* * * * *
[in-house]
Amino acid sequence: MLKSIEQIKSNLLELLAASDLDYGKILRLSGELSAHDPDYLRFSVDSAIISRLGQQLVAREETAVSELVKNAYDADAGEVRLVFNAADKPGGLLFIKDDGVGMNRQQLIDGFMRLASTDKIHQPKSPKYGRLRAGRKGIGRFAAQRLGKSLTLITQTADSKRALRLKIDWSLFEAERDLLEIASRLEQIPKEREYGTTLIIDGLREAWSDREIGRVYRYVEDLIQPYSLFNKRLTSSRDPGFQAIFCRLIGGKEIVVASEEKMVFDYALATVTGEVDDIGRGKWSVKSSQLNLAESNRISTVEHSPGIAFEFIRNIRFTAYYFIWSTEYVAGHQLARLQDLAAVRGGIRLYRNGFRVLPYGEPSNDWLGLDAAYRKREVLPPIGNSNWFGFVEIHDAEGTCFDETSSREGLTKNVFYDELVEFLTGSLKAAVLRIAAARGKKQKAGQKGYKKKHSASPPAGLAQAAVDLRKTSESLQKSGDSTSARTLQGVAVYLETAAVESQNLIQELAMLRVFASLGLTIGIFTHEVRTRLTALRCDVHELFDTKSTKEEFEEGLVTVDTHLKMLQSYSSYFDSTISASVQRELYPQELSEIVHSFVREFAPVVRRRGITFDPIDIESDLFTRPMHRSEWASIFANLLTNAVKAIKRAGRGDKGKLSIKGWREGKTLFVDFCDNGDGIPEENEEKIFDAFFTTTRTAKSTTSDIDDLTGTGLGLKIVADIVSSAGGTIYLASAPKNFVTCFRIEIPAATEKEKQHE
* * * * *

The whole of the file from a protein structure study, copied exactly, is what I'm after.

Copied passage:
[in-house]
Amino acid sequence: MLKSIEQIKSNLLELLAASDLDYGKILRLSGELSAHDPDYLRFSVDSAIISRLGQQLVAREETAVSELVKNAYDADAGEVRLVFNAADKPGGLLFIKDDGVGMNRQQLIDGFMRLASTDKIHQPKSPKYGRLRAGRKGIGRFAAQRLGKSLTLITQTADSKRALRLKIDWSLFEAERDLLEIASRLEQIPKEREYGTTLIIDGLREAWSDREIGRVYRYVEDLIQPYSLFNKRLTSSRDPGFQAIFCRLIGGKEIVVASEEKMVFDYALATVTGEVDDIGRGKWSVKSSQLNLAESNRISTVEHSPGIAFEFIRNIRFTAYYFIWSTEYVAGHQLARLQDLAAVRGGIRLYRNGFRVLPYGEPSNDWLGLDAAYRKREVLPPIGNSNWFGFVEIHDAEGTCFDETSSREGLTKNVFYDELVEFLTGSLKAAVLRIAAARGKKQKAGQKGYKKKHSASPPAGLAQAAVDLRKTSESLQKSGDSTSARTLQGVAVYLETAAVESQNLIQELAMLRVFASLGLTIGIFTHEVRTRLTALRCDVHELFDTKSTKEEFEEGLVTVDTHLKMLQSYSSYFDSTISASVQRELYPQELSEIVHSFVREFAPVVRRRGITFDPIDIESDLFTRPMHRSEWASIFANLLTNAVKAIKRAGRGDKGKLSIKGWREGKTLFVDFCDNGDGIPEENEEKIFDAFFTTTRTAKSTTSDIDDLTGTGLGLKIVADIVSSAGGTIYLASAPKNFVTCFRIEIPAATEKEKQHE